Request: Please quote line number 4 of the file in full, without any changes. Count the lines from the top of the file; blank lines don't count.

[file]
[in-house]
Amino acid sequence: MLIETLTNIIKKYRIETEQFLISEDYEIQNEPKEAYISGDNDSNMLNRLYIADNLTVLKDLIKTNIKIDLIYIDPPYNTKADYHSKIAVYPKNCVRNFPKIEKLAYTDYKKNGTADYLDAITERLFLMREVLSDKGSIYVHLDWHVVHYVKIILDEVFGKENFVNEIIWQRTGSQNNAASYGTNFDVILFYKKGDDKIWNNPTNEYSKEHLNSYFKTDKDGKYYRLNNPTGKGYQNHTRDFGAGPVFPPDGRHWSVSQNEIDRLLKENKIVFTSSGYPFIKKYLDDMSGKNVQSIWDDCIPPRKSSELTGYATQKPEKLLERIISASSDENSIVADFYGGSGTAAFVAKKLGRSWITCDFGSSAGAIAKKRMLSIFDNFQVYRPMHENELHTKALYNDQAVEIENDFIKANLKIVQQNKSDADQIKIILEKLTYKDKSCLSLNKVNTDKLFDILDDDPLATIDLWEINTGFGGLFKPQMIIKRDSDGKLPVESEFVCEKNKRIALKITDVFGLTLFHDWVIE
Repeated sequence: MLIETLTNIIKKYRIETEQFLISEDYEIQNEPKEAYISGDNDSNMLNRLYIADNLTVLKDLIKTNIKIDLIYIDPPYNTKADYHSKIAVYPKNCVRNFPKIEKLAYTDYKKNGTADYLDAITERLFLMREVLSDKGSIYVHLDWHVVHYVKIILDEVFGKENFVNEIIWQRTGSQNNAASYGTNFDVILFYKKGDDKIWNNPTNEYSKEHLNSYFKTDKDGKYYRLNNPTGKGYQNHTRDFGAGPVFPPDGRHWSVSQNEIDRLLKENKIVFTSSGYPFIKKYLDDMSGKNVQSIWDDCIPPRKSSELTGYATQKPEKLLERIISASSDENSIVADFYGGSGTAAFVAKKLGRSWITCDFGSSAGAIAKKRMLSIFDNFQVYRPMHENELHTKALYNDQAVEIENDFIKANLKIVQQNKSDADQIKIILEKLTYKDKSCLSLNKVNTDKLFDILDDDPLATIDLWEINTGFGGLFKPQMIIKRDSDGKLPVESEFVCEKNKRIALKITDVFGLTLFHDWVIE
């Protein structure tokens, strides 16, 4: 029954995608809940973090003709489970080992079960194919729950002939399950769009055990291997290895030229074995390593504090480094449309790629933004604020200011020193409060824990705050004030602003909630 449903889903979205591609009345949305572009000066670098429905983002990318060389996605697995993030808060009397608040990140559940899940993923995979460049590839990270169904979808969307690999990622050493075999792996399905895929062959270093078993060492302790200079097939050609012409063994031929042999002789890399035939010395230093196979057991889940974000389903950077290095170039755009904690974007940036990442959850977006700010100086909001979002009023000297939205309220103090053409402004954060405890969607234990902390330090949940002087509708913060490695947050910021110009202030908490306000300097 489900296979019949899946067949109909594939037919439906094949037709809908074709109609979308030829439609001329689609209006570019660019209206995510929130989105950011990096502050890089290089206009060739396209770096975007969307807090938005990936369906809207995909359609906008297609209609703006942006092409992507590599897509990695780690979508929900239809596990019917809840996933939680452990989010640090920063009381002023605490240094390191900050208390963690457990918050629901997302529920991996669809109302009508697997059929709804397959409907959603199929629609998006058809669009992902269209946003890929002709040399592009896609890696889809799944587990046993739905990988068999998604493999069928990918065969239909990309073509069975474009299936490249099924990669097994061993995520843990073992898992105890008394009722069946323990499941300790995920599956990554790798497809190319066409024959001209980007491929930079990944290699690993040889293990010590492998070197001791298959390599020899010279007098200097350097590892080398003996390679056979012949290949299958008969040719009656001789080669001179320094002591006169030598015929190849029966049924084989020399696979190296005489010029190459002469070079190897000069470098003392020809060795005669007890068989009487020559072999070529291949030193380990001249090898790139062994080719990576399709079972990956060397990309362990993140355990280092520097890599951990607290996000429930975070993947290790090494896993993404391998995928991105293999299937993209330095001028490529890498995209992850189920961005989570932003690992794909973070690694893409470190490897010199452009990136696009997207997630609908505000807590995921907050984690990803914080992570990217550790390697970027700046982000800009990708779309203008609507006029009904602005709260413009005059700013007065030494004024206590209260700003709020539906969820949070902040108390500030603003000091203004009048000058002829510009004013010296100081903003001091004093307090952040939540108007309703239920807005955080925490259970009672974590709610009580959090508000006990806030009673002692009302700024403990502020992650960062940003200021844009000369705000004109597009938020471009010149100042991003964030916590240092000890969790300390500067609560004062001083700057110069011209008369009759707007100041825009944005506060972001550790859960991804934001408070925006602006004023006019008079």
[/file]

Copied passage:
């Protein structure tokens, strides 16, 4: 029954995608809940973090003709489970080992079960194919729950002939399950769009055990291997290895030229074995390593504090480094449309790629933004604020200011020193409060824990705050004030602003909630 449903889903979205591609009345949305572009000066670098429905983002990318060389996605697995993030808060009397608040990140559940899940993923995979460049590839990270169904979808969307690999990622050493075999792996399905895929062959270093078993060492302790200079097939050609012409063994031929042999002789890399035939010395230093196979057991889940974000389903950077290095170039755009904690974007940036990442959850977006700010100086909001979002009023000297939205309220103090053409402004954060405890969607234990902390330090949940002087509708913060490695947050910021110009202030908490306000300097 489900296979019949899946067949109909594939037919439906094949037709809908074709109609979308030829439609001329689609209006570019660019209206995510929130989105950011990096502050890089290089206009060739396209770096975007969307807090938005990936369906809207995909359609906008297609209609703006942006092409992507590599897509990695780690979508929900239809596990019917809840996933939680452990989010640090920063009381002023605490240094390191900050208390963690457990918050629901997302529920991996669809109302009508697997059929709804397959409907959603199929629609998006058809669009992902269209946003890929002709040399592009896609890696889809799944587990046993739905990988068999998604493999069928990918065969239909990309073509069975474009299936490249099924990669097994061993995520843990073992898992105890008394009722069946323990499941300790995920599956990554790798497809190319066409024959001209980007491929930079990944290699690993040889293990010590492998070197001791298959390599020899010279007098200097350097590892080398003996390679056979012949290949299958008969040719009656001789080669001179320094002591006169030598015929190849029966049924084989020399696979190296005489010029190459002469070079190897000069470098003392020809060795005669007890068989009487020559072999070529291949030193380990001249090898790139062994080719990576399709079972990956060397990309362990993140355990280092520097890599951990607290996000429930975070993947290790090494896993993404391998995928991105293999299937993209330095001028490529890498995209992850189920961005989570932003690992794909973070690694893409470190490897010199452009990136696009997207997630609908505000807590995921907050984690990803914080992570990217550790390697970027700046982000800009990708779309203008609507006029009904602005709260413009005059700013007065030494004024206590209260700003709020539906969820949070902040108390500030603003000091203004009048000058002829510009004013010296100081903003001091004093307090952040939540108007309703239920807005955080925490259970009672974590709610009580959090508000006990806030009673002692009302700024403990502020992650960062940003200021844009000369705000004109597009938020471009010149100042991003964030916590240092000890969790300390500067609560004062001083700057110069011209008369009759707007100041825009944005506060972001550790859960991804934001408070925006602006004023006019008079």